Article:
NACOGDOCHES, Texas – The Wind Symphony and the Symphonic Band at Stephen F. Austin State University will celebrate Christmas traditions from both at home and abroad when the bands perform at 7:30 p.m. Wednesday, Nov. 14, in W.M. Turner Auditorium on the SFA campus.
Under the direction of Chris Kaatz, assistant director of bands, the Symphonic Band opens the concert with John Philip Sousa’s “Hands Across the Sea.” The piece was likely inspired by a quote Sousa read during the time of the Spanish-American War, which said, “A sudden thought strikes me – let us sear an eternal friendship.”
“The work was written as a token of friendship to America’s early 20th century allies, and it was so well received at its premiere that the audience called for two encores,” Kaatz said.
Graduate student Gary Jones will conduct the second work, “The Sussex Mummers’ Christmas Carol,” which was written by Australian-American composer Percy Grainger. An avid collector of British folk music, Grainger originally set this traditional British carol for piano in 1905 and began sketches of an arrangement for band that remained unfinished upon his death, Kaatz explained. Famed 20th century bandleader Richard Franko Goldman completed Grainger’s band arrangement for a performance by the renowned Goldman Band in 1965.
The Symphonic Band will close its portion of the concert with Ron Nelson’s “Courtly Airs and Dances.” This composition is a setting of five Renaissance dances from five different European countries, according to Kaatz.
“Nelson melds charming Renaissance counterpoint with the rich trends in orchestration of the mid-20th century,” Kaatz said. “This work is a celebratory festival that merges musical trends across both time and continents, providing a pleasant close to the concert’s first half.”
Directed by Dr. Tamey Anglley, associate director of bands at SFA, the Wind Symphony will open the second half of the concert with “Festive Overture” by Dmitri Shostakovich and transcribed for band by Donald Hunsberger. Shostakovich wrote “Festive Overture” in 1954 on a commission for the Bolshoi Theatre’s celebration of the 37th anniversary of the October Revolution (in 1917). Shostakovich completed the piece in less than a week, Anglley said.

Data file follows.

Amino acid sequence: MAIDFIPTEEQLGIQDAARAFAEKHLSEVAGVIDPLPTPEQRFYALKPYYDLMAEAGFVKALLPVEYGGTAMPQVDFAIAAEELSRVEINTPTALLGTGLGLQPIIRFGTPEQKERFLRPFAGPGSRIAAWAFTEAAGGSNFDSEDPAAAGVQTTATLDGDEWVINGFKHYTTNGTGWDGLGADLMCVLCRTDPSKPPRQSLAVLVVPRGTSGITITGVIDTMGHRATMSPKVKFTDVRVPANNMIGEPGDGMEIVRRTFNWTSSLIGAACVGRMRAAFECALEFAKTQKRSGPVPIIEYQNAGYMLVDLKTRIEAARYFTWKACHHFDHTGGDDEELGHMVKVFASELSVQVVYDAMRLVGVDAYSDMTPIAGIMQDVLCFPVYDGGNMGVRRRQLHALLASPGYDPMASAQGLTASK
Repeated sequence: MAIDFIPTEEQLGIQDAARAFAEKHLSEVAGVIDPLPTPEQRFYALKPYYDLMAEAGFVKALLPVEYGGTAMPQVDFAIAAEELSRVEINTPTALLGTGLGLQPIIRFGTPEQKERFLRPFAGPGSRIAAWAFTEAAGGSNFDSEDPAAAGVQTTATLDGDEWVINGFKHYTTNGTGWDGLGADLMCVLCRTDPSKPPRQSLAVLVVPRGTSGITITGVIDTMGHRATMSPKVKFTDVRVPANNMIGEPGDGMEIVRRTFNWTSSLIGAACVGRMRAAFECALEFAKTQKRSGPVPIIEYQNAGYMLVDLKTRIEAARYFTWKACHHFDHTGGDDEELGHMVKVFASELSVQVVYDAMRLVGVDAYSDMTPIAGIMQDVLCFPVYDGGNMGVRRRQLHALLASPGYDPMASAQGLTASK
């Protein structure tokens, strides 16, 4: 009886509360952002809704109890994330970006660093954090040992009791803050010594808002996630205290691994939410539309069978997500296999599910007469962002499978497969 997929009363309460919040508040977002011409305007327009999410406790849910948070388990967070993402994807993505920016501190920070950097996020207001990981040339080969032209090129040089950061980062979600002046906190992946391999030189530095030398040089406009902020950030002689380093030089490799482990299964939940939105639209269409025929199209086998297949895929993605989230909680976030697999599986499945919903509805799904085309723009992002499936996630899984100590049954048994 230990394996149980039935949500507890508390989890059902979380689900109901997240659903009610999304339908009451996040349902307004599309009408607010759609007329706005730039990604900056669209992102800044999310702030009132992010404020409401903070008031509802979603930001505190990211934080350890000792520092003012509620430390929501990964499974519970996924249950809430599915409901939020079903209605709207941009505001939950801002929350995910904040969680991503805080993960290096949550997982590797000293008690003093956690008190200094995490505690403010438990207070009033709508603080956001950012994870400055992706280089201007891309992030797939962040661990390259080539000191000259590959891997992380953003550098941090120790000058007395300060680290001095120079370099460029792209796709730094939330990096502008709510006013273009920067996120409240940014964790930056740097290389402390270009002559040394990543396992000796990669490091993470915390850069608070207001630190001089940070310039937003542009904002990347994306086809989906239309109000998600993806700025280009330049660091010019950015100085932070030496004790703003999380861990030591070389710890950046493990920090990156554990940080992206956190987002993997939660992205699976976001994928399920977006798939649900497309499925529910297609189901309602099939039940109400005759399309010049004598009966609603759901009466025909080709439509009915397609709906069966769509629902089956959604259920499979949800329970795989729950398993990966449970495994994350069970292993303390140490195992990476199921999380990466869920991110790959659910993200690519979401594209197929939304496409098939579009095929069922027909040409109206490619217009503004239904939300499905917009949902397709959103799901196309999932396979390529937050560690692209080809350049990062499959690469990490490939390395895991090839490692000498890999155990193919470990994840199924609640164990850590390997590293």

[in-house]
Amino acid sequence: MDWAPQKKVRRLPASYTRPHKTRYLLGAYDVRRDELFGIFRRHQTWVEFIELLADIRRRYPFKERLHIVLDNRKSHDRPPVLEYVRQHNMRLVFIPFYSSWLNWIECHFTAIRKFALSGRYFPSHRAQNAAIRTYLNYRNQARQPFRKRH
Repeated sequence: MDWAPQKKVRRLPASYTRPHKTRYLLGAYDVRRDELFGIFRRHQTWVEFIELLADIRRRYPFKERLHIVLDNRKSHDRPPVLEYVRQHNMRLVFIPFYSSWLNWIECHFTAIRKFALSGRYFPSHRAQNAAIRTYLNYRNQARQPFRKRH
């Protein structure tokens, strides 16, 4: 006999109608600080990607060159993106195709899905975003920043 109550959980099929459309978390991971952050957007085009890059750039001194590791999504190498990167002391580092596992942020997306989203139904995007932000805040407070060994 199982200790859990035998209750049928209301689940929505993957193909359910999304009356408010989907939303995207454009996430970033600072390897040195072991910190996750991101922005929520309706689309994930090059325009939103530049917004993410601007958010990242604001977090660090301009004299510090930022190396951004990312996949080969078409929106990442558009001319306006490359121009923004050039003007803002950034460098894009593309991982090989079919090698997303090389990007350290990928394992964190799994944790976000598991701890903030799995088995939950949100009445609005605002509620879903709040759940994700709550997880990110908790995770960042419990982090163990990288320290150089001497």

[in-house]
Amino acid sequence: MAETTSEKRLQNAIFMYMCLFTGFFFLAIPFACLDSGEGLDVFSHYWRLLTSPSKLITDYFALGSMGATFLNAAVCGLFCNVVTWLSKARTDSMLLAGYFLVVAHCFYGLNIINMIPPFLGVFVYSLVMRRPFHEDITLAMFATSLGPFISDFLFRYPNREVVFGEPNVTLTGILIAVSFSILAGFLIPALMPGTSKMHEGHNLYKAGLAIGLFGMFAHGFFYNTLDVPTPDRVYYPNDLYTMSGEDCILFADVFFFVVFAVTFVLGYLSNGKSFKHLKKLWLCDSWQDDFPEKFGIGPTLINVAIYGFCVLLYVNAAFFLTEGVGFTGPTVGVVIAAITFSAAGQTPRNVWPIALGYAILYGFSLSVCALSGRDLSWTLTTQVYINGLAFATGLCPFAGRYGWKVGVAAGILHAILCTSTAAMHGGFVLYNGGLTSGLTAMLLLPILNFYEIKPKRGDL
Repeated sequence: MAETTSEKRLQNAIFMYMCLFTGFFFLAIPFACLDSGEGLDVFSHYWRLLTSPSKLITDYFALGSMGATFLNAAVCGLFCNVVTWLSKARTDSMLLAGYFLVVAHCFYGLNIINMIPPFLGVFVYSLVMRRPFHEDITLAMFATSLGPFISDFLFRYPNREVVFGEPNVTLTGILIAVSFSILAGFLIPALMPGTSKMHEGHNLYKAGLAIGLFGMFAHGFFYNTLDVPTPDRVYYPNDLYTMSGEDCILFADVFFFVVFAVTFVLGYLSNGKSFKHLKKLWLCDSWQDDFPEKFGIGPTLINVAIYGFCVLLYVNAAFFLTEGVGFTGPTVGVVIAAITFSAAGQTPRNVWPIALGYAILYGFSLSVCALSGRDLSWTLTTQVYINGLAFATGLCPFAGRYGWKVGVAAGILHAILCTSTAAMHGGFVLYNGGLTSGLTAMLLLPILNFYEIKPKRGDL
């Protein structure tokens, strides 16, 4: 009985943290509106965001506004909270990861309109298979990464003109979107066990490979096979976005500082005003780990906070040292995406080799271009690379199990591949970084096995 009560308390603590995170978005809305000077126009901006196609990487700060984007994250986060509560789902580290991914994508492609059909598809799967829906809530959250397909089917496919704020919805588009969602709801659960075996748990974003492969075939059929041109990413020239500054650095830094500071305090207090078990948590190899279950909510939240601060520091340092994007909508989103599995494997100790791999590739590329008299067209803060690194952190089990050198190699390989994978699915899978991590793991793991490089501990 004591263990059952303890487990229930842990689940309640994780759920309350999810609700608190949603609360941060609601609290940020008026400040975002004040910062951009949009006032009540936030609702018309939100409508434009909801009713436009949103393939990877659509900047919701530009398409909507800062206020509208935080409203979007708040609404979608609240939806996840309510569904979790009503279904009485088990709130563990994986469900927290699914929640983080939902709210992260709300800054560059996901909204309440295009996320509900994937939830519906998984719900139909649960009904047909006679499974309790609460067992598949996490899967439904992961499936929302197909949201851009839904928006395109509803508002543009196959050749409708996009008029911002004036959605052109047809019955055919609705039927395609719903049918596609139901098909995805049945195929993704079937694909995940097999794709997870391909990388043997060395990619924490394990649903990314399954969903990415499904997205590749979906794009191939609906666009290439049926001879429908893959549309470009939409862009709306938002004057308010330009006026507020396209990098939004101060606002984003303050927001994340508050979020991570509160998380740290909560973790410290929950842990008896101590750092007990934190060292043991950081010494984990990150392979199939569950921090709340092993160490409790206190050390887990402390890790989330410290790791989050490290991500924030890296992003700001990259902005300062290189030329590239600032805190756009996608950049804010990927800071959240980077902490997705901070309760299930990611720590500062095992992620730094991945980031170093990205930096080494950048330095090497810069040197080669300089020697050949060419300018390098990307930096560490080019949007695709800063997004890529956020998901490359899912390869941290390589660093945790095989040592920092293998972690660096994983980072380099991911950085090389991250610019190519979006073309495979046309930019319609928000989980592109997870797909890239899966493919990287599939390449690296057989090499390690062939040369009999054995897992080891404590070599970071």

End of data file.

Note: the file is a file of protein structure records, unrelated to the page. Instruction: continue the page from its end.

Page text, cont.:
“It opens with an exuberant, rising fanfare, which transitions to a spritely, lyrical main theme at a breakneck tempo,” she said. “The overture speeds past, with a brief return to the fanfare figure before an energetic coda.”
The Wind Symphony will also perform “Russian Christmas Music” by Alfred Reed. Originally written in November 1944, the piece was first performed in December of that year at a special concert in Denver, Colorado, by a select group of musicians from five of the leading service bands stationed in that area, according to Anglley.
“An ancient Russian Christmas carol – “Carol of the Little Russian Children” – together with a good deal of original material and some motivic elements derived from the liturgical music of the Eastern Orthodox Church, forms the basis for this musical impression of Old Russia during the jubilant Christmas season,” Anglley said.
The Wind Symphony will conclude the concert with Leroy Anderson’s famous Christmas tune, “Sleigh Ride.” In 2010, the American Society of Composers, Authors and Publishers named “Sleigh Ride” the most popular piece of Christmas music in the USA based on performance data from 2,500 radio stations nationwide.
Composed in 1948 and with lyrics by Mitchell Parish added in 1950, there is no mention of any specific holiday. Leroy Anderson had intended it to be a musical vignette of an old-fashioned winter’s day, Anglley explained.
Tickets are $8 for adults, $6 for seniors and $3 for students and youth. For tickets or more information, call the SFA Fine Arts Box Office at (936) 468-6407 or visit http://www.finearts.sfasu.edu/.